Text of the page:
juniper mx104/ms-mic-16g boundary since we would expect the ipv6 traffic to
flow naturally to my internet pipes un-natted and thus relive the nat nodes.
...and as more and more ipv6 is adopted in the world, the nat44/napt cgnat
boundary is less and less needed.... until ultimately, we are in a ipv6-only


A lot depends on the CGNAT features you are looking to support, some

- Are you looking for port block allocation for bulk logging, where a given
subscriber is given a block of source TCP/UDP ports on a translated IP
- How many translations and session rate are you looking to support
- Do you require Port Control Protocol (PCP) support for inbound pinholing
reservations? Do your subscribers support uPnP to PCP translation?
- Are you looking to support RFC 6598 (carrier use of for
- Are you looking to support DS-Lite (RFC 6333) or lw4o6 (RFC 7596)? Both
have significantly different requirements relative to CGNAT (DS-Lite
assumes translation of subscriber RFC 1918 addresses tracking their IPv6
address in the translation table, lw4o6 assumes translation from RFC 1918
to RFC 6598 at the subscriber/B4 prior to IPv6 encapsulation plus
translation of RFC 6598 to public at the CGNAT/AFTR)

Generally, I tend to recommend F5 BIG-IP from a CGNAT feature standpoint

- Ed

I can confirm that percentage (at least with residential customer base).
All big content providers and a number of CDNs will do IPv6 by default. One
thing that will heavily affect this is the CPE equipment (which might not
have IPv6 enabled or even be capable of it).

kind regards

My data on customers supposed to be 100% dual-stack (unless they
explicitely disable IPv6 on their side, which some of them do) says 25%
on best days. It used to be up to 35% in late 2015.
For reason unknown, it was going slightly down during 2016, with a
sudden extra decrease in january this year.

With a ~59% dual-stack percentage and a 8% ds-lite percentage (aka 67%
of our subscriber base has IPv6), we get around 40% of IPv6 traffic.

Rich, et al,

Circling back on some older threads... I'm doing this because I've been
growing my cgnat environments and needing to remind myself of somethings,

If an attack is targeted at 1 ip address, you would think that if
would/could affect all the napt-44 (nat overloaded/pat'd) ip's that hide
behind it... but isn't that *IF* that traffic actually got through the nat
boundary and flowed to the intended target(s) ?

Unsolicited outside---->inside traffic I believe results in a deny of
traffic... and I'm seeing that the nat actually builds those flows as drop

I generated some traffic at a nat destination and I see all my traffic is
"Drop"... now I wonder if this is a fast path like in asic (pfe) hardware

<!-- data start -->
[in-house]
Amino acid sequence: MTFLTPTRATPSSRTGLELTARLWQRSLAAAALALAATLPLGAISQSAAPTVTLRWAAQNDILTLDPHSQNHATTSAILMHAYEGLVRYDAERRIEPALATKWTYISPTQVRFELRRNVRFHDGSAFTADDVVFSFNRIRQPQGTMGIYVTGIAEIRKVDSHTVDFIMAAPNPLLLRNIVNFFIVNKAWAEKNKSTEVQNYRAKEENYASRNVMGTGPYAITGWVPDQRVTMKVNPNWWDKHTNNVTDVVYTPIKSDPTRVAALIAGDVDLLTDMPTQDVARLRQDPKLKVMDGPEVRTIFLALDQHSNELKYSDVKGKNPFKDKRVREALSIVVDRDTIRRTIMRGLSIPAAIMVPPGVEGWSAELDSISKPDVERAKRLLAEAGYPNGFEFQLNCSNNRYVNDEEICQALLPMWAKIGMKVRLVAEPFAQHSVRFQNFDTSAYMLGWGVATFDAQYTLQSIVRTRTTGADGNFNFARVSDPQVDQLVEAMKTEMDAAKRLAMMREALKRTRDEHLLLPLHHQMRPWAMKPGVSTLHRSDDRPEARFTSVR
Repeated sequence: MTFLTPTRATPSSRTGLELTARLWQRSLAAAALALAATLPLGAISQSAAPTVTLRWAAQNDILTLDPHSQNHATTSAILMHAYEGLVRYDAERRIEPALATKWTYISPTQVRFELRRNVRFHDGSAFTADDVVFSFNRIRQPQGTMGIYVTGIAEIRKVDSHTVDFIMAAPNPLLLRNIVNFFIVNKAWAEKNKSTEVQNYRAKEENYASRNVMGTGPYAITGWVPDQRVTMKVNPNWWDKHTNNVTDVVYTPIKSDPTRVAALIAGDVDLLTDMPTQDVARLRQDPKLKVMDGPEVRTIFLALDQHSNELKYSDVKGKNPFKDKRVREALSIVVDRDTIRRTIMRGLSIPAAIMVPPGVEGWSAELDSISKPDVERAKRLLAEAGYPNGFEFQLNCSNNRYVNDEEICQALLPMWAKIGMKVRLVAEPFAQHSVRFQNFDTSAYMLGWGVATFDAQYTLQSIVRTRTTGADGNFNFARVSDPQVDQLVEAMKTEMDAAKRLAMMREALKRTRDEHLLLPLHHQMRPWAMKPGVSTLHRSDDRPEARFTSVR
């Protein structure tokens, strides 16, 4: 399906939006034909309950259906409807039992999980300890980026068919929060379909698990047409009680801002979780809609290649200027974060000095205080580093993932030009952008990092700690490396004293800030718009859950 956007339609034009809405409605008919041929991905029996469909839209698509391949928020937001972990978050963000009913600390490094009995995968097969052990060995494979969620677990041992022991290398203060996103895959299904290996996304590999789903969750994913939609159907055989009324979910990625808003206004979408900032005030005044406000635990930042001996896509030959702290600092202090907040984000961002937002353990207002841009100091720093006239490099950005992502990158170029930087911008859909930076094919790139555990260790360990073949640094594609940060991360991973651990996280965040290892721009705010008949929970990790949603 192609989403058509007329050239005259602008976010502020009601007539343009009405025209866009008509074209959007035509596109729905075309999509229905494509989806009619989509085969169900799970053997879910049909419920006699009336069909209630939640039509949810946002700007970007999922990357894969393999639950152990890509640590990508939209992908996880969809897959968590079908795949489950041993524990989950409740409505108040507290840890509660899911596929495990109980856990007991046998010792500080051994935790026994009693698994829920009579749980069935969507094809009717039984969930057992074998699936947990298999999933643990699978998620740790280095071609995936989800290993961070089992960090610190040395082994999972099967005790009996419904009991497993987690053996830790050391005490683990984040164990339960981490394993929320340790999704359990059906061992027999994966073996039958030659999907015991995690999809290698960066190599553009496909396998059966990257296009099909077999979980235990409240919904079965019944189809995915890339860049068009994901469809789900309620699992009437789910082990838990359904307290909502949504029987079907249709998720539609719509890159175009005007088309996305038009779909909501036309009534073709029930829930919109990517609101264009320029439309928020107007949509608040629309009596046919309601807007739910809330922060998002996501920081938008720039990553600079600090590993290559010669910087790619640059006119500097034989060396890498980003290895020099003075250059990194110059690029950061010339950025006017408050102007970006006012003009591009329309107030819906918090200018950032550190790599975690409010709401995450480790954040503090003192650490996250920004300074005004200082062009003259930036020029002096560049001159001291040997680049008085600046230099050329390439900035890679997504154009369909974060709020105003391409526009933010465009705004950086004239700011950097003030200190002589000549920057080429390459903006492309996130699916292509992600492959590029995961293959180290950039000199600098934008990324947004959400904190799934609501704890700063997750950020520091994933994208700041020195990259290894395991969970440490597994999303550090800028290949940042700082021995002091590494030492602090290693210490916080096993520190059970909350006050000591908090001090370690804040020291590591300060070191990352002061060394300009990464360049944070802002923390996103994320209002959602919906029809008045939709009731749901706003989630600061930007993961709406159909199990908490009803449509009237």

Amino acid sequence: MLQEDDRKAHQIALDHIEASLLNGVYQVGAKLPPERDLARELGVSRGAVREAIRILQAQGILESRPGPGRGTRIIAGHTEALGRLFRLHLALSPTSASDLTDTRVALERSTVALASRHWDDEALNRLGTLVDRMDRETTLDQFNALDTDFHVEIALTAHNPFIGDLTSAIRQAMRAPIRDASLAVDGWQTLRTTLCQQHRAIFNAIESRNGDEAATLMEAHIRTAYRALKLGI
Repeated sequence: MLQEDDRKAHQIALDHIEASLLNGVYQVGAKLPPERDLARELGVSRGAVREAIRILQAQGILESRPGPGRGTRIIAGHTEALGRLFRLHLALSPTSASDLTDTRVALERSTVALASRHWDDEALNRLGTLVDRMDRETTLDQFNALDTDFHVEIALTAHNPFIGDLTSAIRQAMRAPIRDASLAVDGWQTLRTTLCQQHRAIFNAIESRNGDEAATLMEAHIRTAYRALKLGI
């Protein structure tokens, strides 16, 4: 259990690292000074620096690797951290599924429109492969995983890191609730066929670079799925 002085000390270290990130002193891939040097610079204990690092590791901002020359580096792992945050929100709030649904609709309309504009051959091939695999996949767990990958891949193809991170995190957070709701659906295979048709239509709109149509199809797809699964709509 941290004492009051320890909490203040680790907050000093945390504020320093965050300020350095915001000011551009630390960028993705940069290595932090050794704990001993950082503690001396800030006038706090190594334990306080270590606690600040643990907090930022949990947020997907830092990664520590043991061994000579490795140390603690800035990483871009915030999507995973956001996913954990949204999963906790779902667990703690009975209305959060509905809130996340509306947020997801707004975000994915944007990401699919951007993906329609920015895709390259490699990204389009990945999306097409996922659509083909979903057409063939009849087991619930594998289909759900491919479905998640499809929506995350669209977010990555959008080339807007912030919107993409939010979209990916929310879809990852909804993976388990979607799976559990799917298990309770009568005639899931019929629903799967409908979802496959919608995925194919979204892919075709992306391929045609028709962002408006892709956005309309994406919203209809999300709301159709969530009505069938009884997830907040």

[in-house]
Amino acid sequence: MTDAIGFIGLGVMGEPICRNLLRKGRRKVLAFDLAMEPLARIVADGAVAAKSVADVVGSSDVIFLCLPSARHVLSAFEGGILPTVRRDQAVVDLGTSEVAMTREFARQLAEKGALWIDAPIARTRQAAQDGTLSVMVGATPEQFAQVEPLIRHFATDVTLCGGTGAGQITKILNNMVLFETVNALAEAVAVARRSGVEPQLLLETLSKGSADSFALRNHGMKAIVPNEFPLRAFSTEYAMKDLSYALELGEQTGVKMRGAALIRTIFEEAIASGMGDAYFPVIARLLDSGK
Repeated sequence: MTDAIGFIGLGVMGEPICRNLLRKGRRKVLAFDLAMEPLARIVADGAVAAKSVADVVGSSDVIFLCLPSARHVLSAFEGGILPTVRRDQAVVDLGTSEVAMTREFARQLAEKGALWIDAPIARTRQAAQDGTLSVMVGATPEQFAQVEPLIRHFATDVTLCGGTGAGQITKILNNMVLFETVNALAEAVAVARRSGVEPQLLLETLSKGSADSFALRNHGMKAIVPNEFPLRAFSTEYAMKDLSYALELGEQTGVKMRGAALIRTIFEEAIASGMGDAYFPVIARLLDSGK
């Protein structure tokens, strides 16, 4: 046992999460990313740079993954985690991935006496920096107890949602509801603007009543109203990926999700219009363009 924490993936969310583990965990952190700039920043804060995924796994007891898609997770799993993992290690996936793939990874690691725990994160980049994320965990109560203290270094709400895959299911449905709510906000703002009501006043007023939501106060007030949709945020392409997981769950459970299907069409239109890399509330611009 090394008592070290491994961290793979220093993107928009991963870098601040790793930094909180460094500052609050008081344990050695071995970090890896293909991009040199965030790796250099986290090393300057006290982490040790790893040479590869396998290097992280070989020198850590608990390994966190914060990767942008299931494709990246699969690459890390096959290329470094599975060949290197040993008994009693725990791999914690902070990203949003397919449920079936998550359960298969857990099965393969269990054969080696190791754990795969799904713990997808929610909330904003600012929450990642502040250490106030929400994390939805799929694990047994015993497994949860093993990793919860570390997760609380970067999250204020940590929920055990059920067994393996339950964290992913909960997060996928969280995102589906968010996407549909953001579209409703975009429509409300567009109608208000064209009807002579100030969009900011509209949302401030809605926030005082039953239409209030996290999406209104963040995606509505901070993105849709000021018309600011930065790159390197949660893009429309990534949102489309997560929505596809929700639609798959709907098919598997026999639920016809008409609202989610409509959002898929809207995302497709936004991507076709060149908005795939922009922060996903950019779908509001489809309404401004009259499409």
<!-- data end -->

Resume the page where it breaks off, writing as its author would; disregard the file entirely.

being dropped... if so, it would seem that the nat boundary is yet a really
nice way to quickly drop unsolicited inbound traffic from perhaps bad

My source where I was generating traffic... Hollywood-ip (only works in the
movies) (bad guy)

Nat destination where I sending traffic to... (victim/target)

Now of course the resources/network outside the nat is bogged down, but the
inside nat domain seems to be unaffected in this case from what I can tell.

And again, I'm wondering if that "Drop" flow is lightweight/fast processing
for the ms-mpc-128g juniper gear ?

agould@960> show services sessions destination-prefix |
grep | refresh 1
---(refreshed at 2019-02-07 12:36:45 CST)---
---(refreshed at 2019-02-07 12:36:46 CST)---
---(refreshed at 2019-02-07 12:36:47 CST)---
---(refreshed at 2019-02-07 12:36:48 CST)---
---(refreshed at 2019-02-07 12:36:49 CST)---
---(refreshed at 2019-02-07 12:36:50 CST)---
---(refreshed at 2019-02-07 12:36:51 CST)---
---(refreshed at 2019-02-07 12:36:52 CST)---
TCP -> Drop O
ICMP -> Drop O
---(refreshed at 2019-02-07 12:36:53 CST)---
TCP -> Drop O
ICMP -> Drop O
---(refreshed at 2019-02-07 12:36:54 CST)---
TCP -> Drop O
ICMP -> Drop O
---(refreshed at 2019-02-07 12:36:55 CST)---
TCP -> Drop O
ICMP -> Drop O
---(refreshed at 2019-02-07 12:36:56 CST)---
---(refreshed at 2019-02-07 12:36:57 CST)---
---(refreshed at 2019-02-07 12:36:58 CST)---
UDP -> Drop O
UDP -> Drop O
---(refreshed at 2019-02-07 12:36:59 CST)---
UDP -> Drop O
UDP -> Drop O
---(refreshed at 2019-02-07 12:37:00 CST)---
UDP -> Drop O
UDP -> Drop O
---(refreshed at 2019-02-07 12:37:01 CST)---
UDP -> Drop O
UDP -> Drop O

- Aaron

Hi, I would suggest that you test fragmented traffic as well to your NAT device. Fragment packets (that are not the first packet) don't have the L4 info so the NAT device will have to keep them in memory until the first fragment comes in w/ the L4 info. This can cause a DoS condition if the NAT device doesn't adequately prune fragmented packets from the memory when there is a flood of these type of packets.